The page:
This Bi-Coastal Ashen Rain

A California native identifies an environmental melancholia following this year’s wave of fire disasters.

It’s Sept. 1. A red bag with a white cross sits by the door. During our spring cleaning years ago, my father discovered expired soup cans inside of it. He said one day he would replace them. 

It’s Oct. 23. Until today, he hadn’t bothered to stack the Amy’s atop the Progressos atop the Rancho Gordos at the Safeway. Until today, he hadn’t bothered with flashlight batteries, the collapsible fire escape ladder rusting in my mother’s shoe box or the browning brush outside the French doors. 

It’s Oct. 30. We now share phone calls in the dark, each outage giving us a reason for another early goodbye.

Every night this week, they sleep in the wind, that eucalyptus we had cut last summer the lone savior, the gap in the forest that would burn without it. We pray for stillness, for nature to quarantine its breezes up north, for this hell-fire to freeze before it melts southward. 

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But it’s selfish in this would-be apocalypse to wish it doesn’t reach us because, really, in the mustard yellow PG&E map, the dark purple Air Quality Index map, we’ve already been reached.

In these east-coast October storms, my thirst rises, the downpour transporting me to the dryness of my home. I’m soaked this Sunday afternoon and there is my family, searching the warm refrigerator for the cold on the innermost center of the peaches in the vegetable drawer, to no avail.

I look at the string of 8s and 0s this week and next, cartoon suns and clouds not of fluffy cumulus vapor, but ash — the National Weather Service doesn’t know what to color these clouds.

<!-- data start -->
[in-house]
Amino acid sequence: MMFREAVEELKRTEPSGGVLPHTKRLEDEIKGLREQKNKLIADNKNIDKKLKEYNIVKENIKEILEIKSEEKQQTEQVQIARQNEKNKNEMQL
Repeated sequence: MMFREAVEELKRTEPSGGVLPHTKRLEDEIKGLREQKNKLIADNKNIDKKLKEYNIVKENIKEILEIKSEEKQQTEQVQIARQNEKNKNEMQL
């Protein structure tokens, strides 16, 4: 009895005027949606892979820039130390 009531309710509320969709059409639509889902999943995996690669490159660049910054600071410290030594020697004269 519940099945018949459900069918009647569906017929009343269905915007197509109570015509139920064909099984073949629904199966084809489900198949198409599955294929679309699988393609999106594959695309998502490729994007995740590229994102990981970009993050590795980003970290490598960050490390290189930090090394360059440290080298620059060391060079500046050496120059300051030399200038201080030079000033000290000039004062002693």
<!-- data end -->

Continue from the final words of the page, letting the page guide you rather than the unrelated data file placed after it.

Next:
The LA Times just declared this coastal strip inevitably unlivable — the next flame catching on a golden gate power line — this bay no longer a gateway to plates of gold but walls of fire. Desire lines will be drawn to the east — refugees in covered wagons, reversing this country’s already minute history into an erasure. An erasure of those San Francisco hills, turned back to dunes, fishing towns back to full schools of fish, and lastly, forests to barren scapes where no Native can hide from pirate, no mouse from hawk. 

This week, her Sonoma family “under fire,” our poetry teacher arrives late to Bobst, evacuation orders in the distant future, yet Wallace Stevens dictating the class agenda. His objective realities now my words’ only entrance, my memories of the west coast abstracted, these New York rainfalls ashen — I once thought my green jacket had greyed in settled chimney smoke. 

This city’s humid cloud pulls sweat out of my skin like the flames that any day could bathe our house’s cedar shingles in an amber rising rain. Downpouring what-ifs — the alarm that never entered my brother’s sleeping ears, the kennel cab that never made it to the cat in time.

I remember the morning we raced umbrella boats in the high school parking lot, each year more closures with the rising tides, the infiltration of the salty wetlands, it seemed, into our classrooms. Those trash pick-up days, little reminders for how many remnants of our lives resurface in fly-swarms on green shores.

On the phone with my mother, I heard not her exhales between words, but the chopping blades of a helicopter above my house, one hovering over each valley in the county, waiting for that first sign of discoloration. 

Discolored are my returns, with backyards wiped dry and 100-ringed stumps as coffee tables. Reinventing our home as a place where we might accommodate the conditions that rage outside ourselves. Our condition: accepting we’ll outlast the Redwood steeples between whose green needles we used to stargaze.

 

Email Maxine Flasher-Duzgunes at [email protected]

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